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Funding allocations to Aboriginal people: the Western Australia case

Arthur, Bill (W S)

Description

This paper attempts to identify the sources of special funding in Aboriginal affairs in Western Australia and how these allocations are spent. First, an assessment is made of the funds allocated by each level of government, Commonwealth, State and local; second, the funds allocated to programs and services with a social intent are compared with those allocated with an economic intent; and third, funds directed to remote regions are compared with those going to urban regions of Western...[Show more]

dc.contributor.authorArthur, Bill (W S)
dc.contributor.otherAustralian National University. Centre for Aboriginal Economic Policy Research
dc.coverage.spatialAustralia
dc.date.accessioned2018-07-26T01:55:47Z
dc.date.available2018-07-26T01:55:47Z
dc.date.created1991
dc.identifier.isbn0-7315-1311-8
dc.identifier.issn1036 1774
dc.identifier.urihttp://hdl.handle.net/1885/145446
dc.description.abstractThis paper attempts to identify the sources of special funding in Aboriginal affairs in Western Australia and how these allocations are spent. First, an assessment is made of the funds allocated by each level of government, Commonwealth, State and local; second, the funds allocated to programs and services with a social intent are compared with those allocated with an economic intent; and third, funds directed to remote regions are compared with those going to urban regions of Western Australia. Funding in Aboriginal and Torres Strait Islander affairs in Western Australia is complicated by several factors. These include the nature of fiscal relations between the Commonwealth and the State; Commonwealth national policies operating alongside policies formulated by the State Government; services and programs provided by special Aboriginal government agencies as well as by mainstream agencies; special funding provided to overcome the 'disadvantaged' status of Aborigines; and some public funds going directly to Aboriginal organisations rather than to government bodies. This analysis is constrained by the absence of current procedures that would facilitate the identification of expenditure by each level of government specifically on Aboriginal people. Comparisons between Commonwealth, State and local government funding are limited because there is no agreement on respective funding responsibilities. This paper concludes that whether data on funding are to be utilised to improve inter-governmental accountability or as an aid to allocating funds to specific policy areas, procedures should be put in place to clarify the responsibilities of each level of government and, following this, a comprehensive system needs to be established to allow an accurate measurement and identification of the resources expended on Aboriginal people.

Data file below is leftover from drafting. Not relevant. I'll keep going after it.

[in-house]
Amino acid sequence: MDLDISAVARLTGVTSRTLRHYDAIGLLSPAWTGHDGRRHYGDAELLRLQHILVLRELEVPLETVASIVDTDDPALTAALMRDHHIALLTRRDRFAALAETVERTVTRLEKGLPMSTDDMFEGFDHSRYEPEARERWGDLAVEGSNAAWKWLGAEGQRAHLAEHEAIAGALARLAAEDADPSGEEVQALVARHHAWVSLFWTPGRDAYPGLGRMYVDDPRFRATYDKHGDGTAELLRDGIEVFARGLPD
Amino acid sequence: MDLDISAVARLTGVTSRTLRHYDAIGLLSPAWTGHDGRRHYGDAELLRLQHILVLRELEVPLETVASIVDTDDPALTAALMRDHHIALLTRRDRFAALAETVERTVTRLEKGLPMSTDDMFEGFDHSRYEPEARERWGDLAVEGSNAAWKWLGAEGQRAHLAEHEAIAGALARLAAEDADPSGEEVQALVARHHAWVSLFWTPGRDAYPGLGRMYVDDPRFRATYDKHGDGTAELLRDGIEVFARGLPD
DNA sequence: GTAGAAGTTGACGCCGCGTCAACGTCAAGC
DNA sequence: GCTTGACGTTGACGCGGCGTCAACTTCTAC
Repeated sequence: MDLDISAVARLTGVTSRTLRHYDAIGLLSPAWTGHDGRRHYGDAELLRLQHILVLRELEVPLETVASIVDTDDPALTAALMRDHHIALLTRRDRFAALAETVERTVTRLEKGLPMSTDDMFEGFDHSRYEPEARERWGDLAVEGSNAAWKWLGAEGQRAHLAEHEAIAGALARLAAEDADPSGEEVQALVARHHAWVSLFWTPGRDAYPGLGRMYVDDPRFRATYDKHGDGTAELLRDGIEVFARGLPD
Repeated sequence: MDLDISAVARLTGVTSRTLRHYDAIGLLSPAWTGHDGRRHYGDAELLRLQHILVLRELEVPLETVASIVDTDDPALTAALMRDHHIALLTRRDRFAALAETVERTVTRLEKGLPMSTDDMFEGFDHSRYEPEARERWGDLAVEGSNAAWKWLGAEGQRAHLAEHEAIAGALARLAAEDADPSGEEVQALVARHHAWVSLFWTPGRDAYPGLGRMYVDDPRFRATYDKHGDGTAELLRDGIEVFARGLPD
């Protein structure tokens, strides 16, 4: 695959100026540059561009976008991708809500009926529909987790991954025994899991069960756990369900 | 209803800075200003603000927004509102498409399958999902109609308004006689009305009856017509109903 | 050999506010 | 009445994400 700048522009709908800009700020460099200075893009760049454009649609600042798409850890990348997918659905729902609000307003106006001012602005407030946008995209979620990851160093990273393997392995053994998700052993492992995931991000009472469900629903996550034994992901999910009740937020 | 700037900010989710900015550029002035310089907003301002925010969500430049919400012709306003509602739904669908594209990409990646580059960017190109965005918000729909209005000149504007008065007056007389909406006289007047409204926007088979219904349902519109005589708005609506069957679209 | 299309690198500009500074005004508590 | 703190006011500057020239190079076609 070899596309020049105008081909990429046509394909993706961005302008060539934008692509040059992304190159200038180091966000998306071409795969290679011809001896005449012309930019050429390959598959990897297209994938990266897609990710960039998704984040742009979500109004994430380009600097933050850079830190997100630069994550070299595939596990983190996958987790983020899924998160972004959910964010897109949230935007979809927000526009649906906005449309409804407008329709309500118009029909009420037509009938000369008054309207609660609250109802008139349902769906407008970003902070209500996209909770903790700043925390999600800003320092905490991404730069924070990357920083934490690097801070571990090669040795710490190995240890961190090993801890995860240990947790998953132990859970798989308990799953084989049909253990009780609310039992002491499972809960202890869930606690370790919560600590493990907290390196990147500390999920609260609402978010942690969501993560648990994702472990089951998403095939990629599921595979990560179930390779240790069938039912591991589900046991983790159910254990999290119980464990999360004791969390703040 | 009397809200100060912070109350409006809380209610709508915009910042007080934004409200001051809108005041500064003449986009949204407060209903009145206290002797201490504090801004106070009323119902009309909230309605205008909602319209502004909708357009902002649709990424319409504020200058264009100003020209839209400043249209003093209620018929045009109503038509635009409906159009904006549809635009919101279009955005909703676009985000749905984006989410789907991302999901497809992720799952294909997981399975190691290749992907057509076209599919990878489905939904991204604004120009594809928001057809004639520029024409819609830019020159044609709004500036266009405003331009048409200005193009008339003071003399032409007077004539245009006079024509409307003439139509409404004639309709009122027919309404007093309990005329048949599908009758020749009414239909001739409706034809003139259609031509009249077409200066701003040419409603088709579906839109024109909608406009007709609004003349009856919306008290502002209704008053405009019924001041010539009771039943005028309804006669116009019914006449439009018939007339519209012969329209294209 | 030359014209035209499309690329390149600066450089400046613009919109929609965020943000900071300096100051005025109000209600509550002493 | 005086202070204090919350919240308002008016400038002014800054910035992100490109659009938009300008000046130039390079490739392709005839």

dc.format.extent35 pages
dc.format.mimetypeapplication/pdf
dc.language.isoen_AU
dc.publisherCanberra, ACT : Centre for Aboriginal Economic Policy Research (CAEPR), The Australian National University
dc.relation.ispartofseriesDiscussion Paper (Centre for Aboriginal Economic Policy Research (CAEPR), The Australian National University); No. 015/1991
dc.rightsAuthor/s retain copyright
dc.titleFunding allocations to Aboriginal people: the Western Australia case
dc.typeWorking/Technical Paper
local.identifier.absfor169902 - Studies of Aboriginal and Torres Strait Islander Society
local.type.statusPublished Version
dcterms.accessRightsOpen Access
dc.provenancePermission to deposit in Open Research received from CAEPR (ERMS2230079)
CollectionsANU Centre for Aboriginal Economic Policy Research (CAEPR)

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